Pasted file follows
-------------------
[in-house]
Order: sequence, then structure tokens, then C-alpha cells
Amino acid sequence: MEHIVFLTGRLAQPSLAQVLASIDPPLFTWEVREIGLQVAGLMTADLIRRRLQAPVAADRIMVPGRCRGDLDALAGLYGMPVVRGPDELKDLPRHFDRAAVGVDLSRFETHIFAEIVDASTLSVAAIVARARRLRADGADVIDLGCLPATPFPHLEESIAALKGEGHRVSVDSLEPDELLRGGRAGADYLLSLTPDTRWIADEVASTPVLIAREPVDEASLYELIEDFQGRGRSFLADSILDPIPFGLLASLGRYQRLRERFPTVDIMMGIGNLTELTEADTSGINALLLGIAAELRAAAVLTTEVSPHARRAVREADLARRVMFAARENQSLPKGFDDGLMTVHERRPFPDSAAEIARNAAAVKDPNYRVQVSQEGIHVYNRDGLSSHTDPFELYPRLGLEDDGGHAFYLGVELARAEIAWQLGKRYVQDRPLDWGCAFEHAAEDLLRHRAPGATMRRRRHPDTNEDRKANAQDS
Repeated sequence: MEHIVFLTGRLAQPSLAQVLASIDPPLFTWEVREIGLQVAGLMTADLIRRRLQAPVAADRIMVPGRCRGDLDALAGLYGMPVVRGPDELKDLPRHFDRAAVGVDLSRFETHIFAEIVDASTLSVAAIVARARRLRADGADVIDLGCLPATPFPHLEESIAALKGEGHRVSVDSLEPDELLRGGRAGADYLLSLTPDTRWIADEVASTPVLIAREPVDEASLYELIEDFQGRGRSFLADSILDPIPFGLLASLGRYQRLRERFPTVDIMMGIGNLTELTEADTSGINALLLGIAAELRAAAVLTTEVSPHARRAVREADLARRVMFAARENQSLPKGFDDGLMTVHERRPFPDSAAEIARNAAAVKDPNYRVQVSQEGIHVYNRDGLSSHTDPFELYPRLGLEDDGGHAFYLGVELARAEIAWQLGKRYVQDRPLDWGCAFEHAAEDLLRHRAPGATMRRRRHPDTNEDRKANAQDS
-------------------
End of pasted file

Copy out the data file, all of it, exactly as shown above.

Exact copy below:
[in-house]
Order: sequence, then structure tokens, then C-alpha cells
Amino acid sequence: MEHIVFLTGRLAQPSLAQVLASIDPPLFTWEVREIGLQVAGLMTADLIRRRLQAPVAADRIMVPGRCRGDLDALAGLYGMPVVRGPDELKDLPRHFDRAAVGVDLSRFETHIFAEIVDASTLSVAAIVARARRLRADGADVIDLGCLPATPFPHLEESIAALKGEGHRVSVDSLEPDELLRGGRAGADYLLSLTPDTRWIADEVASTPVLIAREPVDEASLYELIEDFQGRGRSFLADSILDPIPFGLLASLGRYQRLRERFPTVDIMMGIGNLTELTEADTSGINALLLGIAAELRAAAVLTTEVSPHARRAVREADLARRVMFAARENQSLPKGFDDGLMTVHERRPFPDSAAEIARNAAAVKDPNYRVQVSQEGIHVYNRDGLSSHTDPFELYPRLGLEDDGGHAFYLGVELARAEIAWQLGKRYVQDRPLDWGCAFEHAAEDLLRHRAPGATMRRRRHPDTNEDRKANAQDS
Repeated sequence: MEHIVFLTGRLAQPSLAQVLASIDPPLFTWEVREIGLQVAGLMTADLIRRRLQAPVAADRIMVPGRCRGDLDALAGLYGMPVVRGPDELKDLPRHFDRAAVGVDLSRFETHIFAEIVDASTLSVAAIVARARRLRADGADVIDLGCLPATPFPHLEESIAALKGEGHRVSVDSLEPDELLRGGRAGADYLLSLTPDTRWIADEVASTPVLIAREPVDEASLYELIEDFQGRGRSFLADSILDPIPFGLLASLGRYQRLRERFPTVDIMMGIGNLTELTEADTSGINALLLGIAAELRAAAVLTTEVSPHARRAVREADLARRVMFAARENQSLPKGFDDGLMTVHERRPFPDSAAEIARNAAAVKDPNYRVQVSQEGIHVYNRDGLSSHTDPFELYPRLGLEDDGGHAFYLGVELARAEIAWQLGKRYVQDRPLDWGCAFEHAAEDLLRHRAPGATMRRRRHPDTNEDRKANAQDS